And Bill’s sense of humor was subtle and consistent.  He loved to buy toys, mainly for his dogs. He bought and played a kazoo and a train whistle for them.  He had juggling pins and taught Michael to juggle; he had a unicycle and he and Betsy would go up to First Lutheran’s parking lot to see if he could right the thing.  He loved to laugh, so much so that he would start laughing at a joke he was telling.  Michael remembers when he was 10 Bill bought a digital scale, he called Michael to see how much his father weighed.  Then he told Michael to wait, which Michael did. A few minutes later, Bill weighted himself again, this time his weight was less.  “How’d that happen?” Michael asked Bill.  Bill said, “Went to the bathroom.”  Marilyn, Art’s wife, said to Betsy, with a twinkle in her eye, “I thought you were going to help him, but my gosh, he’s turned you into him.”

He was a dog-focused individual.  If he saw a loose dog in the neighborhood, he’d ask Betsy, “Whose dog is that?” and try and get the dog to come to him, which wasn’t hard.  He carried dog treats in his pocket to distribute to his and other dogs.  And he worried about his dogs when they were away.  How can you not love a person who loves dogs so much and so well?  In the Jewish story of Tobit, a dog accompanies Tobit and the archangel on the dangerous journey, and it that dog who symbolizes God’s continued presence to the travelers amidst all the dangers of the road.  Maybe it is the same with Bill’s life.  Bill’s remains are interned with those of two of his most beloved dogs, Max and Mini.  Max lived until he was 12—a long time for a boxer, and the sign of a well-cared for companion.  Mini died on Good Friday, so perhaps the three are even now running and romping at play in the fields of the Lord.

Bill worked hard.  Having grown up in a single parent home in which there was not much to go around, most everything Bill had was due to his hard work.  He wasn’t overly materially focused, but he took care of what he had, and appreciated it.  He loved to fix things.  Years ago, when he was still fixing copiers as his job he found a copier discarded in the trash.  He took it home, had it apart in his bedroom for three months, before he fixed and sold it.  Bill had political savvy too: he worked his way up to management in IKON, and was well regarded by his coworkers—something anyone can be proud of.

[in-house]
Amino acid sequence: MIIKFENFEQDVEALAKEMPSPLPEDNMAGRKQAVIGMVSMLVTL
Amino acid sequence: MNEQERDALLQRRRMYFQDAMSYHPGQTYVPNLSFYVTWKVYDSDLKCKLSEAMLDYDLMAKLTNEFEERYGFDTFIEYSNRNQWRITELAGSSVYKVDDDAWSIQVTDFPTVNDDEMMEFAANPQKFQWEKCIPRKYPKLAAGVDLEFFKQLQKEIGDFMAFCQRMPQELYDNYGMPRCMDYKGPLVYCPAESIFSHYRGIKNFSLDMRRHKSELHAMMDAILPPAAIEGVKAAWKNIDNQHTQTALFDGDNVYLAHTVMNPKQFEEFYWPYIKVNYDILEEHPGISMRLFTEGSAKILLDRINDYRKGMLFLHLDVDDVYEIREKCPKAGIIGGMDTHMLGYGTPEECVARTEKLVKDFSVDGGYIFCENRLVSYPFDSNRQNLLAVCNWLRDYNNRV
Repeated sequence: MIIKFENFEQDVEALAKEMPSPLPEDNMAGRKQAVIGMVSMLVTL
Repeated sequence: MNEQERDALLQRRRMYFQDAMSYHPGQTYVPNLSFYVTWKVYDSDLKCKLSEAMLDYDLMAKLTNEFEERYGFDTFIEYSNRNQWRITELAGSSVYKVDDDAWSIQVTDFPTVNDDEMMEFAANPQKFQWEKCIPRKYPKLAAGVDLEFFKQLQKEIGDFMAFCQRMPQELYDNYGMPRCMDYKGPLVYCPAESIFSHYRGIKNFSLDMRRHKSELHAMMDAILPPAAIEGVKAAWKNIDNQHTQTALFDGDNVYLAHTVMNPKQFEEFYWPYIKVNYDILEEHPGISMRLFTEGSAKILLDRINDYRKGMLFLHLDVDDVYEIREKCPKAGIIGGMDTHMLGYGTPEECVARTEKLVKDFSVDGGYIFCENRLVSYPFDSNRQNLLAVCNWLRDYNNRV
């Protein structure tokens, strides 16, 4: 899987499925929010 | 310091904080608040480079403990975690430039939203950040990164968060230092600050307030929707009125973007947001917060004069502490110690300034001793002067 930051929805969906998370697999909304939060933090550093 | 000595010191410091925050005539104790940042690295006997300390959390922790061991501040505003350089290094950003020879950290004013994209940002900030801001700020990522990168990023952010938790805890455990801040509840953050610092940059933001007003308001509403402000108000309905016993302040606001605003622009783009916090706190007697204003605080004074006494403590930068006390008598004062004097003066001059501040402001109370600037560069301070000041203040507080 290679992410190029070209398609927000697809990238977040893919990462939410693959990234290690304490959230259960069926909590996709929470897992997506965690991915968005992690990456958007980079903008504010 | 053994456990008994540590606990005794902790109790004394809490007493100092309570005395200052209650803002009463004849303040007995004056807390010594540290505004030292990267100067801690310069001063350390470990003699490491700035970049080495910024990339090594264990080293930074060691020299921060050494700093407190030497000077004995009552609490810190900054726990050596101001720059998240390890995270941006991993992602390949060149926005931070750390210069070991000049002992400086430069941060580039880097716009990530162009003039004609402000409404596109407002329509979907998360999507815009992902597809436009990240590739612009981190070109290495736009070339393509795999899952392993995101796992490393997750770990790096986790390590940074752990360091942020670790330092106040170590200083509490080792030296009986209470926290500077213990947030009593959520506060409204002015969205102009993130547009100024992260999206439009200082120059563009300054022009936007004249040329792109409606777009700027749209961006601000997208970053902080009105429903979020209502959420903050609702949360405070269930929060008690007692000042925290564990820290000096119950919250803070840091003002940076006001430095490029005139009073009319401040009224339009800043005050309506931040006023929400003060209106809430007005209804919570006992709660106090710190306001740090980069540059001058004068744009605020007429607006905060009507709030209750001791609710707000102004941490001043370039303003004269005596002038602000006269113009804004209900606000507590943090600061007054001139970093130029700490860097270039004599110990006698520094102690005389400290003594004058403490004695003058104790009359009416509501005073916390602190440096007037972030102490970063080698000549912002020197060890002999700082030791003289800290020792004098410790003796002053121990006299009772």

He brought that political savvy to his activities in the neighborhood association.  He didn’t want all of the activities to be solely children oriented, and, when developers came to level the woods in back of their homes, Bill organized the neighborhood to oppose them.  In that action, he was articulate in his opposition and successful in their argument.  The developers changed their plans.

He was intensely interested in life.  He bought books about Shakespeare and Spanish, and he loved words and wordplay.  He deeply loved music and was at one time a drummer.  For a while he had a 120 gallon saltwater aquarium, complete with wave action and lights that simulated dawn and dusk.  Later on, he would own a Harley, an 1984 low rider, with a seat and sissy bar on the back so that Betsy could go with him.  Wherever he went, he wanted his wife with them. He loved her company, and they loved being together.  Bill was not one of those men who are someone else when their wives are not around.  He wasn’t coarse, but instead was always a gentleman, a person of integrity—as Marilyn described him, “someone you looked forward to being with.”  On a hot rod trip to Myrtle Beach, when some of the other men voted to leave the wives behind, Bill said simply, “No, Betsy’s going.”  His last hobby was a 1937 Ford Slantback, similar to the kind ZZ Top drives.  The garage was his domain, and caring for his cars and cleaning them his hobby.

What each person really desires, of course, is to count—to count for something and to count to someone.  To come to the end of a day—or the end of a life—with the satisfaction of having stood for what is good, with the joy of having been loved and having loved in return, with the memory of having shown mercy, and with the peace of having walked with God: these are the true treasures of life.  Bill’s life wasn’t all sweetness and light: his father abandoned the family early on; Bill wrestled with diabetes, a truly terrible disease, and he and one of his sons were estranged from each other at some point in adulthood.  Nor was Bill a Christian—he didn’t care for organized religion.  (He should have seen a congregation like this one, which is anything but organized.)  Like many other people, he kept whatever faith he had to himself.  He told Betsy he believed in God and prayed, but this was a deeply private part of himself.  Whether or not he believed in God, God believes in him.  Bill wanted his life to count—to count for something and to someone—like to all those here, who have a gathered to honor a man who loved his friends, his dogs and whatever other canines he came across.  Bill loved words, hot rods, clean cars, exotic fish, his work, his neighborhood and especially his beloved wife and best friend, Betsy. Love is as strong as death, passion as fierce as the grave—especially Bill’s for Betsy, and Betsy’s for Bill, and God for both of them.  The weight of this sad time we must obey, Speak what we feel, not what we ought to say.

[1] King Lear, V, iii, 324-327.